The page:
Vertin explained that Emediate Cure sits down with franchisees to evaluate state regulations and ensure credentials are legal and align with state procedures. The brand brings a billing team to the table and has secured relationships with other vendors to ensure that, while these relationships are not mandatory, franchisees have access to the best rates.
For owners with or without previous medical experience, it’s all about hiring the right team. Staff members who interact with patients are crucial to supporting a positive reputation, providing positive experiences for patients to share outside of the office, and ultimately growing the business.
“It’s going to be about that interview,” Vertin said. “What qualities are we looking for, and what answers do potential hires have? Why do they want to work in your urgent care? Do they have a passion for patient care?”
How Much Liquidity Is Required?
The initial investment range to open an Emediate Cure location ranges from $370,000 to $581,000, including a $35,000 franchise fee. Vertin and Kubinski stressed that, while this is a wide range, it is a relatively low barrier to entry compared to other medical franchises, and startup costs do rely heavily on location and staffing requirements.
“There are variables that only you and the market can control,” Vertin said. “If I open a clinic in downtown Chicago, it’s going to cost more than a clinic in a suburb. Can you be staff in your own clinic? That’s one more person you won’t need to hire.”
The co-founders emphasized that the credentials of the owner play a huge role in cost differences. If a nurse practitioner or doctor is looking to open and work at a location, that is one less costly employee position to fill. Alternately, business owners with no healthcare experience will need to hire an entire staff, and this will likely place them on the higher end of the range.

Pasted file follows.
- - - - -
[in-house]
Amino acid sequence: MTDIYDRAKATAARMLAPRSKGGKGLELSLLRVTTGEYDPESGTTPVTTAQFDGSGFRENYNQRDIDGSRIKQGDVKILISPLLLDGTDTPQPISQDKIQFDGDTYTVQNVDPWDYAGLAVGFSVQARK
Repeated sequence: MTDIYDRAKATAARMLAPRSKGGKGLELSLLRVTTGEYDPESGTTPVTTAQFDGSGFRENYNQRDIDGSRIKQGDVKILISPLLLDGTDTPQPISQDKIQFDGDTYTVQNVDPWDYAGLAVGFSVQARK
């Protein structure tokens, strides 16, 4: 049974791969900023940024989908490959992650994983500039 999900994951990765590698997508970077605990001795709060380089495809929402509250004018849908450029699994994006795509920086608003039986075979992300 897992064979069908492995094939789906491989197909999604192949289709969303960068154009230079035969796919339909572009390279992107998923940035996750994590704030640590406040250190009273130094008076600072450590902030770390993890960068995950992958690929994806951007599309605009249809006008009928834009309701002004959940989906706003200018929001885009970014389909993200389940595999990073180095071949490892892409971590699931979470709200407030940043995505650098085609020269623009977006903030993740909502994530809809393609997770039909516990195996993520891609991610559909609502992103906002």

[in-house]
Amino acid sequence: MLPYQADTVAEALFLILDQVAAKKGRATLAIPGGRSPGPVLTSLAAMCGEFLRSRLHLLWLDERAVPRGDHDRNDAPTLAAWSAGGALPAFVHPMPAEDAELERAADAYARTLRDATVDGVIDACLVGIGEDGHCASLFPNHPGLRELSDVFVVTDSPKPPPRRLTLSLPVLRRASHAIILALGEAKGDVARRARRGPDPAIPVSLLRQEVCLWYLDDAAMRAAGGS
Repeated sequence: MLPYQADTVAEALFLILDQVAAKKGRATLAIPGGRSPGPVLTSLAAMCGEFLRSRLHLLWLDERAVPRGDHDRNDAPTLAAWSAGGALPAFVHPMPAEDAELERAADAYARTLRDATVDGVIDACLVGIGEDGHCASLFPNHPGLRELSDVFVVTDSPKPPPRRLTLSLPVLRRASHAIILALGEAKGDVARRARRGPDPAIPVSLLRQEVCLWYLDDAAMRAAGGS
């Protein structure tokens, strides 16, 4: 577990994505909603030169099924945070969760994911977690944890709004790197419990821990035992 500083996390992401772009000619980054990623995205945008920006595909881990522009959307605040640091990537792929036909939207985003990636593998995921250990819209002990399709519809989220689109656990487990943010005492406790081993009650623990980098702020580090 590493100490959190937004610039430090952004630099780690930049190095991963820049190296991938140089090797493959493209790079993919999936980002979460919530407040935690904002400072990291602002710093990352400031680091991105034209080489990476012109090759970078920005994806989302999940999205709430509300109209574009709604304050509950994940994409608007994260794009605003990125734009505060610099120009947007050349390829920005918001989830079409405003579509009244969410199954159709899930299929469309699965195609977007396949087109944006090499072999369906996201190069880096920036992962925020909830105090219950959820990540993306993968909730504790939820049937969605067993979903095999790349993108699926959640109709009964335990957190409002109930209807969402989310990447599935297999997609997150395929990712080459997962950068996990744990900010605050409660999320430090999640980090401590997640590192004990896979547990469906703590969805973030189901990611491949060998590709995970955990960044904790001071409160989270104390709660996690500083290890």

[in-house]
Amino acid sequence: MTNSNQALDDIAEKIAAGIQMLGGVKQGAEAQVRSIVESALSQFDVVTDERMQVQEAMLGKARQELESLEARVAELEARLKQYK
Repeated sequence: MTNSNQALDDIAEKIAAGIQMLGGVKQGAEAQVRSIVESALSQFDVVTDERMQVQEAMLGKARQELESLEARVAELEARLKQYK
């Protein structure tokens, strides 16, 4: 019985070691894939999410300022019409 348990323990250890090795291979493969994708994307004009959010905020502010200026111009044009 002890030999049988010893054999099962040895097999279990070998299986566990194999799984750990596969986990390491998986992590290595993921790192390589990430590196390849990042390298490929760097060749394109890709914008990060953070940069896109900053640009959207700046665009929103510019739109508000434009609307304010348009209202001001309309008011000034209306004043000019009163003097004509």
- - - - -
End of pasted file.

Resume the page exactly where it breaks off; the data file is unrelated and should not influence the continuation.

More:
“I don’t feel that you need to be a multimillionaire to get into the urgent care business,” Vertin added. “April and I still are not, but we’re successful and we don’t have to work for anybody else. We get to take the weekends off and be with our families nine times out of 10, and that is success to us.”
The estimated initial investment to purchase an Emediate Cure Quick Care franchise ranges from $370,000 to $581800, including a $35,000 franchise fee. For more information, visit https://www.emediatecure.com/.
About Emediate Cure:
Emediate Cure is a community-based urgent care center providing affordable and accessible healthcare options. Since 2015, Emediate Cure has offered a more personal alternative to corporate-owned practices with its two clinics in the Joliet and Shorewood suburbs of Chicago. By focusing on community and family (both locations are locally and family-owned), Emediate Cure has become a go-to healthcare resource for patients experiencing non-life-threatening illnesses in the area.